SECURE 2.0 Provides New Retirement Savings Options in 2024

The SECURE 2.0 Act, passed in December 2022, made wide-ranging changes to U.S. tax laws related to retirement savings. While some provisions were effective in 2023, others did not take effect until 2024. Here is an overview of some important changes for this year.

Matching student loan payments

Employees who make student loan repayments may receive matching employer contributions to a workplace retirement plan as if the repayments were employee contributions to the plan. This applies to 401(k), 403(b), and government 457(b) plans and SIMPLE IRAs. Employers are not required to make matching contributions in any situation, but this provision allows them to offer student loan repayment matching as an additional benefit to help address the fact that people paying off student loans may struggle to save for retirement.

New early withdrawal exceptions

Withdrawals before age 59½ from tax-deferred accounts, such as IRAs and 401(k) plans, may be subject to a 10% early distribution penalty on top of ordinary income tax. There is a long list of exceptions to this penalty, including two new ones for 2024.

Emergency expenses — one penalty-free distribution of up to $1,000 is allowed in a calendar year for personal or family emergency expenses; no further emergency distributions are allowed during a three-year period unless funds are repaid or new contributions are made that are at least equal to the withdrawal.

Domestic abuse — a penalty-free withdrawal equal to the lesser of $10,000 (indexed for inflation) or 50% of the account value is allowed for an account holder who certifies that he or she has been the victim of domestic abuse during the preceding one-year period.

Emergency savings accounts

Employers can create an emergency savings account linked to a workplace retirement plan for non-highly compensated employees. Employee contributions are after-tax and can be no more than 3% of salary, up to an account cap of $2,500 (or lower as set by the employer). Employers can match contributions up to the cap, but any matching funds go into the employee’s workplace retirement account.

Clarification for RMD ages

SECURE 2.0 raised the initial age for required minimum distributions (RMDs) from traditional IRAs and most workplace plans from 72 to 73 beginning in 2023 and 75 beginning in 2033. However, the language of the law was confusing. Congress has clarified that age 73 initial RMDs apply to those born from 1951 to 1959, and age 75 applies to those born in 1960 or later. This clarification will be made official in a law correcting a number of technical errors, expected to be passed in early 2024.

No more RMDs from Roth workplace accounts

Under previous law, RMDs did not apply to original owners of Roth IRAs, but they were required from designated Roth accounts in workplace retirement plans. This requirement is eliminated beginning in 2024.

Transfers from a 529 college savings account to a Roth IRA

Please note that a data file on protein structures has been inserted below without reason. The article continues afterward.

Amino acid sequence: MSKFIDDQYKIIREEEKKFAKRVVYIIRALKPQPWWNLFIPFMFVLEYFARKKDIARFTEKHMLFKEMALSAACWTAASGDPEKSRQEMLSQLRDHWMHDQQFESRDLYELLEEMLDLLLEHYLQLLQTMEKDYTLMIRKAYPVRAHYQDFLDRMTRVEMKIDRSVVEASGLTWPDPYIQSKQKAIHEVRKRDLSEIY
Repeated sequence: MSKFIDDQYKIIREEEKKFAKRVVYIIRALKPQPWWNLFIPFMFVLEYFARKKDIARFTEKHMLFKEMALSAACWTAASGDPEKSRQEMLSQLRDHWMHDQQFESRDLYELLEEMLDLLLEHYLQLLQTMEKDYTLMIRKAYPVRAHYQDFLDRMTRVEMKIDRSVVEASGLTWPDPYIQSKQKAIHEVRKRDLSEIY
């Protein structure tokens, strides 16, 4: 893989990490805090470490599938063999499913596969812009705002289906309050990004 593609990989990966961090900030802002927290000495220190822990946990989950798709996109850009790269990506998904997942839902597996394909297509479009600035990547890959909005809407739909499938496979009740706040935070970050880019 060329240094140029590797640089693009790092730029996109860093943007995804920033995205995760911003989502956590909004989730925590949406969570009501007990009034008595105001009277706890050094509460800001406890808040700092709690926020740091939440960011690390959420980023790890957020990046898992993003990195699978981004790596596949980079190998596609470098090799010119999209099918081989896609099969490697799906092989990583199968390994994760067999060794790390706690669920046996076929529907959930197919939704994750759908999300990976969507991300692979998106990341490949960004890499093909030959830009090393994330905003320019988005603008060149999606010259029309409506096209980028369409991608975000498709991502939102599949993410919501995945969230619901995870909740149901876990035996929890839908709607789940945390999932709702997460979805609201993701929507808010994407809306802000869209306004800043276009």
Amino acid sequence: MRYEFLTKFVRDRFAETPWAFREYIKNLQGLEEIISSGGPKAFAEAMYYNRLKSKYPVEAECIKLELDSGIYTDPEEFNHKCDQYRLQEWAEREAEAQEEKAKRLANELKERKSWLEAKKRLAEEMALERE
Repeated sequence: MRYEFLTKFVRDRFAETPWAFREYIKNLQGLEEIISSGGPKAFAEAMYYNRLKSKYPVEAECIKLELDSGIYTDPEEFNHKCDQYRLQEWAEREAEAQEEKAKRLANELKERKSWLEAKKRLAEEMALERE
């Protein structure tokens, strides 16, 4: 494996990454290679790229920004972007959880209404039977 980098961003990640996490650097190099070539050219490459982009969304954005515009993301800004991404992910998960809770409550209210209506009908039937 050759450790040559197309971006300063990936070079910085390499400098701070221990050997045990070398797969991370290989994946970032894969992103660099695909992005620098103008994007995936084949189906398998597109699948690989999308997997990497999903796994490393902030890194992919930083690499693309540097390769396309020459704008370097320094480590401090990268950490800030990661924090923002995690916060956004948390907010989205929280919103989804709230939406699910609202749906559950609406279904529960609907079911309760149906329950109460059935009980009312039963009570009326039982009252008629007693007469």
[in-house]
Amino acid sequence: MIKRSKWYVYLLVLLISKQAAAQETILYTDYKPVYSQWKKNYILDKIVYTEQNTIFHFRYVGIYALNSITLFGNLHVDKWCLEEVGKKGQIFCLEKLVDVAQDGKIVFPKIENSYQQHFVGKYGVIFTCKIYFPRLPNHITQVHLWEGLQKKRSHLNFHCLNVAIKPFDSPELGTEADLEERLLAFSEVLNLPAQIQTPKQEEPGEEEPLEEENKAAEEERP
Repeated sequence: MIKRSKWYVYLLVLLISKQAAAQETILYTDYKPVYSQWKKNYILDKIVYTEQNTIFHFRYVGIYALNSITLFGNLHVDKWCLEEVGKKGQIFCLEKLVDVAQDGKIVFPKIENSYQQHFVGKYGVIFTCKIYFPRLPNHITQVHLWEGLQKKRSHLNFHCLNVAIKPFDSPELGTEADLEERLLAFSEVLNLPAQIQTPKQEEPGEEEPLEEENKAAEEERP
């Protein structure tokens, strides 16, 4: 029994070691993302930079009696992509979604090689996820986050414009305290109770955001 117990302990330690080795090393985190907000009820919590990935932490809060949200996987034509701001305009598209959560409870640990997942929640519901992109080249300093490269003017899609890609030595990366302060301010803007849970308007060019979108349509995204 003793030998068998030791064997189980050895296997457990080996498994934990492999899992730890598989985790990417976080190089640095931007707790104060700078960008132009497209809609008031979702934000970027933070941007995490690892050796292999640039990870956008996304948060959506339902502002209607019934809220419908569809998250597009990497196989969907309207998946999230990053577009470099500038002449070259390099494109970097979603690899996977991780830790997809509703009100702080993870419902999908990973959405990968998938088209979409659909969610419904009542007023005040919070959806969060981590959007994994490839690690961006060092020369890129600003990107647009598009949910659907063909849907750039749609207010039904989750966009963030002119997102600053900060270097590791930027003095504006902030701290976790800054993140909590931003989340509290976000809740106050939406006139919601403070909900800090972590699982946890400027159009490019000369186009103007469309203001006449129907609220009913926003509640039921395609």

Beneficiaries of 529 college savings accounts are sometimes “stuck” with excess funds that they did not use for qualified education expenses. Beginning in 2024, a beneficiary can execute a direct trustee-to-trustee transfer from any 529 account in the beneficiary’s name to a Roth IRA, up to a lifetime limit of $35,000. The 529 account must have been open for more than 15 years. These transfers are subject to Roth IRA annual contribution limits, so it would require multiple transfers to use the $35,000 limit.

Increased limits for SIMPLE plans

Employers with SIMPLE IRA or SIMPLE 401(k) plans can now make additional nonelective contributions up to the lesser of $5,000 or 10% of an employee’s compensation, provided the contributions are made to each eligible employee in a uniform manner. The limits for elective deferrals and catch-up contributions, which are $16,000 and $3,500 respectively in 2024, may be increased an additional 10% for a plan offered by an employer with no more than 25 employees. An employer with 26 to 100 employees may allow higher limits as long as it provides either a 4% match or a 3% nonelective contribution.

Inflation indexing for QCDs

Qualified charitable distributions (QCDs) allow a taxpayer who is age 70½ or older to distribute up to $100,000 annually from a traditional IRA to a qualified public charity. Such a distribution is not taxable and can be used in lieu of all or part of an RMD. Beginning in 2024, the QCD amount is indexed for inflation, and the 2024 limit is $105,000.

SECURE 2.0 created an opportunity (effective 2023) to use up to $50,000 of one year’s QCD (i.e., one time only) to fund a charitable gift annuity or charitable remainder trust. This amount is also indexed to inflation beginning in 2024, and the limit is $53,000.

Catch-up contributions: indexing, delay, and correction

Beginning in 2024, the limit for catch-up contributions to an IRA for people ages 50 and older will be indexed to inflation, which could provide additional saving opportunities in future years. However, the limit did not change for 2024 and remains $1,000. (The catch-up contribution limit for 401(k)s and similar employer plans was already indexed and is $7,500 in 2024.)

The SECURE 2.0 Act includes a provision — originally effective in 2024 — requiring that catch-up contributions to workplace plans for employees earning more than $145,000 annually must be made on a Roth basis. In August 2023, the IRS announced a two-year “administrative transition period” that effectively delays this provision until 2026. In the same announcement, the IRS affirmed that catch-up contributions in general will be allowed in 2024, despite a change related to this provision that could be interpreted to disallow such contributions. The error will be corrected in the 2024 technical legislation.